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New Brunswick Wage Gap

June 12 2008 - New Brunswick's Provincial Government is claiming significant progress in reducing the wage gap between men and women despite a 'slight' increase from 12% in 2006 to 12.6% in 2007. Mary Schryer, Minister responsible for the Status of Women, attributed the increase to employment and wage increases in the construction industry - traditionally a male-dominated sector. She said:

"I want to make it very clear that this increase, however small, is not acceptable to government, and is certainly not acceptable to the women of New Brunswick."

Commenting on the second annual progress report for New Brunswick's five-year Wage Gap Action Plan, Mary Schryer said:

"The action plan has introduced a number of programs and workshops designed to help change the attitudes and norms in our province and our society that have lead to wage inequality between women and men. While we have made great progress in reducing the wage gap, we still have a great deal to accomplish in the next two years."

Launched in 2005, the New Brunswick plan - Facing the Economic Imperative is intended to reduce the wage gap to 10% by 2010. The report describes:

  • Implementation of pay equity in government departments and public schools
  • Groundwork to do the same for hospital employees and staff in government agencies and corporations
  • Launch of pay equity programs for home-support workers in agencies contracted by the government and child-care staff employed in provincially registered child-care facilities

Minister Schryer said:

"Our government committed in the Charter for Change to establishing clear and measurable benchmarks and targets to achieve pay equity, ensure that pay equity legislation applies to all parts of the public service, work to achieve pay equity in the private sector, and be a model employer. We also committed to lead by example in implementing job evaluations resulting in pay equity with workers under contract or purchase of service agreements with the province. We will fulfil these commitments in our current mandate."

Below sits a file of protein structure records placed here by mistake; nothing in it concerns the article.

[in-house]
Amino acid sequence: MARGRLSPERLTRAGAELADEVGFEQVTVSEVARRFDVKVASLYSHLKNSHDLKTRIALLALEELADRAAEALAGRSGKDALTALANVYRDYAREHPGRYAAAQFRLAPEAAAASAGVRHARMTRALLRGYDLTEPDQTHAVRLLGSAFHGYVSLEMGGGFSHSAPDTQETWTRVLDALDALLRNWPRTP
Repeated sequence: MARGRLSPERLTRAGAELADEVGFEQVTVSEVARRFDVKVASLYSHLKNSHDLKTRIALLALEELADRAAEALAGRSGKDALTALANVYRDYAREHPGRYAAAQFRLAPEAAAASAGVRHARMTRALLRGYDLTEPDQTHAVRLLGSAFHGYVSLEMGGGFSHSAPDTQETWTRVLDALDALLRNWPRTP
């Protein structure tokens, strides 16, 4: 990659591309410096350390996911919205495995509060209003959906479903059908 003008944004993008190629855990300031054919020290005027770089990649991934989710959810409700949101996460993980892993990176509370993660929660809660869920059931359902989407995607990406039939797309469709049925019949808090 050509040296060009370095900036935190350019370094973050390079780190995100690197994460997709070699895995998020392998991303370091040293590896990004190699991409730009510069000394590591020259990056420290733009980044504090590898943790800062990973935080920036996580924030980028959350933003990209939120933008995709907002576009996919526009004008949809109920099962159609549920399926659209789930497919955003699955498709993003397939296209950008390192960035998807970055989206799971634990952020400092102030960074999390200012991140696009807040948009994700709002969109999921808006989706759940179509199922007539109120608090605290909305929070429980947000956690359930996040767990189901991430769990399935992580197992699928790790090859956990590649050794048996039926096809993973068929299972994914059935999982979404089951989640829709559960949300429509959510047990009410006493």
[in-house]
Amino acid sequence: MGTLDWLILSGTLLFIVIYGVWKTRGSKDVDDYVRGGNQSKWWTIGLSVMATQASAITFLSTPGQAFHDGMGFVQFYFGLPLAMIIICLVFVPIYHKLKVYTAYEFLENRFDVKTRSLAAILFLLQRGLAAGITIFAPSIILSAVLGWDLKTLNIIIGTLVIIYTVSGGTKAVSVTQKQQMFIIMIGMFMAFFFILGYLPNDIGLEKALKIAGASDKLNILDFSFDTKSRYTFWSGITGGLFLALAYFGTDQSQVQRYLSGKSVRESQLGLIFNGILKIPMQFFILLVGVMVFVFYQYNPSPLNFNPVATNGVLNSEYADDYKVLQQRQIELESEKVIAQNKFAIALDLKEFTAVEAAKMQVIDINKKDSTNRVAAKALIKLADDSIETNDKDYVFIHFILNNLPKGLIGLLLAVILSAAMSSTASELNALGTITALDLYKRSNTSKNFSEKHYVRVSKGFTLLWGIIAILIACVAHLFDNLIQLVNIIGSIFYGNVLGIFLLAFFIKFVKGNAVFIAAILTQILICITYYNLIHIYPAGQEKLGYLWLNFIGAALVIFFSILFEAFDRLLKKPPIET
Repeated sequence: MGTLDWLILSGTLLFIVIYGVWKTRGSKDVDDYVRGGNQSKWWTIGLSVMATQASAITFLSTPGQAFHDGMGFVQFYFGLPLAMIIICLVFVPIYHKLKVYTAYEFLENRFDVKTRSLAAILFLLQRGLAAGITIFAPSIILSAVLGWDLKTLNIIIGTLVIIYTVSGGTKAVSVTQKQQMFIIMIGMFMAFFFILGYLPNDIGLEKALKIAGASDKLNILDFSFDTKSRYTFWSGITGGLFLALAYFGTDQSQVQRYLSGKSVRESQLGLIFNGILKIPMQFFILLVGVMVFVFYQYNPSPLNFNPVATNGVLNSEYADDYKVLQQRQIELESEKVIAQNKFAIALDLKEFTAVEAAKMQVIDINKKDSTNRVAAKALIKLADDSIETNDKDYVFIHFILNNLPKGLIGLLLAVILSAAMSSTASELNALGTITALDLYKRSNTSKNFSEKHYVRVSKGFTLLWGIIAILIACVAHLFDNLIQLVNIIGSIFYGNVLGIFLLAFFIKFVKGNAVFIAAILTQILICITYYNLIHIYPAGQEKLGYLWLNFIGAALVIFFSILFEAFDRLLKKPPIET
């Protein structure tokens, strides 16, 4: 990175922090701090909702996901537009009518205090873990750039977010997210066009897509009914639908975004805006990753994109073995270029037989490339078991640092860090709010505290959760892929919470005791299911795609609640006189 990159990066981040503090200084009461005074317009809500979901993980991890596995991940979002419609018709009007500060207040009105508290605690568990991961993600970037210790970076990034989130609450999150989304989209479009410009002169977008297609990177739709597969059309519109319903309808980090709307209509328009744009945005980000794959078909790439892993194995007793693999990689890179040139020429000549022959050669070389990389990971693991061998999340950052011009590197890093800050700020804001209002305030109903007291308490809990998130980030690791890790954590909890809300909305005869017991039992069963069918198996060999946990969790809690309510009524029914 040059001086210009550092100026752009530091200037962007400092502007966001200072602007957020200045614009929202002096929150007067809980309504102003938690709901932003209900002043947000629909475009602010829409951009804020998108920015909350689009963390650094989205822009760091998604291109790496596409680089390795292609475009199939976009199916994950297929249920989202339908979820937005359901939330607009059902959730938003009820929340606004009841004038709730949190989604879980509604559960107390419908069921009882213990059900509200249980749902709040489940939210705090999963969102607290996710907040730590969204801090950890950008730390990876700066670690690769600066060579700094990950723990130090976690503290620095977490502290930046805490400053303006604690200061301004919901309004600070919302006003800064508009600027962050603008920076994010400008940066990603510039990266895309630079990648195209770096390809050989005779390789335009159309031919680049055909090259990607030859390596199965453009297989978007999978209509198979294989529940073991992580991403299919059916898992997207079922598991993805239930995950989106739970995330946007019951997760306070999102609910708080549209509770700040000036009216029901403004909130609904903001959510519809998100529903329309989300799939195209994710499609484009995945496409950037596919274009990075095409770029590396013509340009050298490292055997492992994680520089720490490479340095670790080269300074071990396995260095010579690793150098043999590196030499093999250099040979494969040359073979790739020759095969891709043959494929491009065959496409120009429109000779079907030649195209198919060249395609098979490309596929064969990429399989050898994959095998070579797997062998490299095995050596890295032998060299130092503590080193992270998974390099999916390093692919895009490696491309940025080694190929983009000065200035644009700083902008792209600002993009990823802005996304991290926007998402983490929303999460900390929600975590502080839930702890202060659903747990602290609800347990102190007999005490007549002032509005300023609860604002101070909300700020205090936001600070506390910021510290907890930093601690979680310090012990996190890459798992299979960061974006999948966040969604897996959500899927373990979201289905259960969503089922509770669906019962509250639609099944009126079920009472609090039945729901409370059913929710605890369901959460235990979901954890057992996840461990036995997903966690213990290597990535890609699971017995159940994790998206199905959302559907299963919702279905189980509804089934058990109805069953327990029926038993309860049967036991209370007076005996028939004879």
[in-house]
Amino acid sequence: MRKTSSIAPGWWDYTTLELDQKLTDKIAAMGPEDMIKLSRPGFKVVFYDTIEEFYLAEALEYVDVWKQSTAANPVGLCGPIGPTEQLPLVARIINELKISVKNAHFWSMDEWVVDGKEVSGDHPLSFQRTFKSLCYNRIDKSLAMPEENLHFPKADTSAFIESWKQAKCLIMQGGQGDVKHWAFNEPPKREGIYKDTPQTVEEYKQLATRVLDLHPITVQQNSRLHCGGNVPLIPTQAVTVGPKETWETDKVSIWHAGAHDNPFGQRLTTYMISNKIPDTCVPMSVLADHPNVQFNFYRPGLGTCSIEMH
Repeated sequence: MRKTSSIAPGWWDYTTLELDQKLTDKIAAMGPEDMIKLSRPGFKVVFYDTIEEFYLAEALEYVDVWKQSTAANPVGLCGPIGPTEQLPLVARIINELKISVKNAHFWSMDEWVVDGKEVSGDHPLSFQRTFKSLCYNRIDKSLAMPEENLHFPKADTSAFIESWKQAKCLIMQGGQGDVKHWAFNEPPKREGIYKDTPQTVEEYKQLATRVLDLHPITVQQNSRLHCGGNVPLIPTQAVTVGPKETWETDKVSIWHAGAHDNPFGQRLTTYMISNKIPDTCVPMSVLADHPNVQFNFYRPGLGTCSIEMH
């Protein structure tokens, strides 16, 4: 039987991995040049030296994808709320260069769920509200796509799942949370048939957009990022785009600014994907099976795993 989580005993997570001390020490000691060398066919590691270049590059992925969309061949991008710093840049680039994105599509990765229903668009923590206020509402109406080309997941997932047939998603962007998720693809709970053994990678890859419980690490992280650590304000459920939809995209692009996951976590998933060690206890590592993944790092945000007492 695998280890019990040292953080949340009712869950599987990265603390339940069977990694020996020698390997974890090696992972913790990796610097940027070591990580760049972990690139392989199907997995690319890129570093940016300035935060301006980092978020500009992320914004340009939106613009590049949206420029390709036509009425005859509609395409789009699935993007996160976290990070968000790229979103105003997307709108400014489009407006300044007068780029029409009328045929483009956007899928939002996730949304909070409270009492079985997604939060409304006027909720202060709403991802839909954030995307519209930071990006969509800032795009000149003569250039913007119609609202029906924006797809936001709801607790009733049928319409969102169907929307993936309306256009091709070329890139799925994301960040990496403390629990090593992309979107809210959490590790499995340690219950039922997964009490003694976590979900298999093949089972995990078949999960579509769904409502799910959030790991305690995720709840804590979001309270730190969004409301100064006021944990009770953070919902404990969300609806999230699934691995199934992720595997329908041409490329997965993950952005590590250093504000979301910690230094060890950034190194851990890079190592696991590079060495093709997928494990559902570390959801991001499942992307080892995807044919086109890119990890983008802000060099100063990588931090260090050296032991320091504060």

The report also highlights the 57 Wage Gap Action Plan scholarships awarded to people entering non-traditional occupations, and the Summer Mentorship Program for Female Students.

"Our government has been unanimous in support for this initiative, and we are within reach of our wage-gap goals," said Mary Schryer. "Over the remaining two years of the plan we will be intensifying our work with our stakeholders and the employer community to close the wage gap and address pay inequity."

Minister Schryer said that she was determined to ensure that there will be no wage inequality within hospitals and all government agencies and corporations. Also, she intends to ensure that at least a third of decision-makers within the New Brunswick government will be women. She has plans to:

  • Introduce a 'social marketing plan' aimed at educating employers about the benefits of wage-gap-free workplaces
  • Put a process in place to recognize employers who have instituted pay equity programs and other wage-gap-reduction initiatives in their establishments.

Mary Schryer concluded:

"Reducing the wage gap benefits our entire province, but it can only be achieved if everyone takes part. By working together to end the wage gap as part of our effort to achieve self-sufficiency, our children will be able to live and work in a progressive, forward-thinking New Brunswick where gender equality in the workplace is not an issue."

"The status of women is losing ground in New Brunswick since the arrival to power of the Liberal government" said MLA Madeleine Dubé an opposition critic. "Furthermore, we are still waiting for a bill on pay equity promised by the Liberals, probably a broken promise. The issue of daycares is hardly moving, another broken promise."

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